Why Assistant Professors Should Earn More Than the Tenured

September 2, 2008

Although it is far from the norm, a few colleges pay their assistant professors more on average than they do their tenured professors. Although such pay scales might harm the egos of tenured professors, they can benefit colleges.

Organizations often pay high salaries to (1) attract new employees, (2) keep existing employees, (3) compensate workers for unpleasant working conditions and (4) compensate workers for taking on risks. These four criteria support colleges giving relatively higher salaries to assistant professors.

Consider a college that has some extra money to spend on faculty salaries. In many fields, this college competes intensely with other schools for talented assistant professors. So the college could increase the quality of its faculty by using its extra money to boost assistant professors’ salaries.

Compared to assistant professors, tenured professors rarely switch jobs. Our hypothetical college probably won’t lose a significant number of its non-superstar tenured faculty if it doesn’t allocate its extra money to raising their salaries. (And the college can always cut separate deals with it superstars.) So to maximize the quality of its faculty, the college should create a pay structure in which tenure-track assistant professors earn more than tenured professors. As the following example shows, a college can do this without ever decreasing a professor’s salary even if the professor is promoted.

Year Tenured Professor’s Salary Assistant Professor’s Salary
2008 $77,000 $80,000
2009 $80,000 $83,000
2010 $83,000 $86,000

[If an assistant professor were promoted at the start of 2010 he would make $83,000 in both 2009 and 2010.]

Assistant professors in many ways have harder jobs than tenured professors do. They have more pressure to publish. They usually spend more time on class preparation because they have taught their classes relatively few times. And, keeping in mind their looming tenure bids, they often feel compelled to be more deferential to their senior colleagues than they would prefer. Those who care about economic fairness consequently should support the idea of assistant professors making more than tenured professors. And those who care about markets should understand that the less pleasant the job, the higher salary you must pay to attract top talent.

Job security is a large part of tenured professors’ compensation. So even if a tenured professor has a somewhat lower monetary salary than an assistant professor does, he probably, over all, receives more total compensation than his non-tenured colleagues. After all, I suspect few tenured professors who are not superstars or close to retirement would agree to exchange, say, $3,000 in extra salary in return for abandoning tenure.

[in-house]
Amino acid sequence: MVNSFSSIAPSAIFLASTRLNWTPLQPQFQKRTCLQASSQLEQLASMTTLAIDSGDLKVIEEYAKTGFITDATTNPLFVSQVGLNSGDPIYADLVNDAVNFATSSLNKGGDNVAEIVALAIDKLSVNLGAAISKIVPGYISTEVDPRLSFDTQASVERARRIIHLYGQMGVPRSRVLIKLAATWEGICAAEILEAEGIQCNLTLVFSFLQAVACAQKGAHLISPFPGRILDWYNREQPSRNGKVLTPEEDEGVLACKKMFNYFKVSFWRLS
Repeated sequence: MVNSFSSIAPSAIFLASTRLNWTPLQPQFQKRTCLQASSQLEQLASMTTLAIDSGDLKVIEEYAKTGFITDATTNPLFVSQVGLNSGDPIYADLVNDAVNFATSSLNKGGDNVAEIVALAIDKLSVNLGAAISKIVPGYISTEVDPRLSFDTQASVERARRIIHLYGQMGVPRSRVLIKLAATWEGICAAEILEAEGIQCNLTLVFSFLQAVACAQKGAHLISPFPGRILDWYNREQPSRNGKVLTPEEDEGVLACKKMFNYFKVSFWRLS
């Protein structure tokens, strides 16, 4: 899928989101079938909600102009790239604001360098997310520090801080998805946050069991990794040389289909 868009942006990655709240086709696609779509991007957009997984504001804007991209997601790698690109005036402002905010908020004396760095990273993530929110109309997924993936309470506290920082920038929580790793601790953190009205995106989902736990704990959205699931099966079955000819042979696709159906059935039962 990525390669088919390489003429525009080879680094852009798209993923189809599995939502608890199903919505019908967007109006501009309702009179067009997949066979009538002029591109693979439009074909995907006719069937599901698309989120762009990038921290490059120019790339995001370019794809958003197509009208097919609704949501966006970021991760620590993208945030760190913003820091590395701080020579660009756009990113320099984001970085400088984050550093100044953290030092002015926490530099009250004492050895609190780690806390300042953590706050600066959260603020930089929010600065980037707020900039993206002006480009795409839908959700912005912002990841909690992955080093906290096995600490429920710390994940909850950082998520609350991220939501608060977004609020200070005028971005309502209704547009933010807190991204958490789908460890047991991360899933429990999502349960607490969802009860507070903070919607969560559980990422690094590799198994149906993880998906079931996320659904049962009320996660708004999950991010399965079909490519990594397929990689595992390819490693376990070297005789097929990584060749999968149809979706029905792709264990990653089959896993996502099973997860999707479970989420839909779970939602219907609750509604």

Markets compensate intelligent risk takers. For example, investing in the stock market yields a higher average return than investing in safe government bonds does. Up or out tenure decisions foist enormous risk on tenure-track assistant professors. Ph.D.’s in practical fields in which many non-academic jobs are available should be willing to take on tenure risk only if they are suitably compensated for it. In contrast, however, being a tenured professor is one of the safest jobs on the planet, and consequently you would expect markets to pay tenured professors a negative risk premium that reduces their salary.

It’s relatively less risky for a college to increase its assistant professors’ salaries. For reasons economists don’t fully understand, employers almost never decrease their workers’ nominal salaries. So if a college gives a raise to a tenured professor, it is stuck paying this raise until the professor retires. In contrast, if an assistant professor becomes too expensive the college can simply not reappoint him.

I’m actually surprised that the academic market doesn’t induce more colleges to pay greater salaries to assistant professors than to non-superstar tenured professors. Tenured professors, however, have on average vastly greater bureaucratic power than their untenured co-workers and perhaps such power discrepancies explain why at most colleges tenured professors earn more than assistant professors.

Some might claim that not rewarding tenured professors for their long experience would harm their morale. But I wonder how many talented assistant professors have had their morale damaged (or indeed have even voluntarily left academe) because they are paid less than some of their less talented and less hardworking senior colleagues.


James D. Miller is an associate professor of economics at Smith College. He is the author of a newly published Principles of Microeconomics textbook.


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